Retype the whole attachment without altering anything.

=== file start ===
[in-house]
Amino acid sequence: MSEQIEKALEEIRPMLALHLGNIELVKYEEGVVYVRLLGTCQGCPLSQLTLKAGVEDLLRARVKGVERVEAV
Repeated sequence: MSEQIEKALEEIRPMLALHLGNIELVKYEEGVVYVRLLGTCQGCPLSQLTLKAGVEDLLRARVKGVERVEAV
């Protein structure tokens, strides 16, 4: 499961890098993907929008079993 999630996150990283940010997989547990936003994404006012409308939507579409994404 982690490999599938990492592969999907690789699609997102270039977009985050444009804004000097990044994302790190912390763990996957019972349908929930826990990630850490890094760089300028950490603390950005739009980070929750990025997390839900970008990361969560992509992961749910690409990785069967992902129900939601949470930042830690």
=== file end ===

[in-house]
Amino acid sequence: MSEQIEKALEEIRPMLALHLGNIELVKYEEGVVYVRLLGTCQGCPLSQLTLKAGVEDLLRARVKGVERVEAV
Repeated sequence: MSEQIEKALEEIRPMLALHLGNIELVKYEEGVVYVRLLGTCQGCPLSQLTLKAGVEDLLRARVKGVERVEAV
């Protein structure tokens, strides 16, 4: 499961890098993907929008079993 999630996150990283940010997989547990936003994404006012409308939507579409994404 982690490999599938990492592969999907690789699609997102270039977009985050444009804004000097990044994302790190912390763990996957019972349908929930826990990630850490890094760089300028950490603390950005739009980070929750990025997390839900970008990361969560992509992961749910690409990785069967992902129900939601949470930042830690």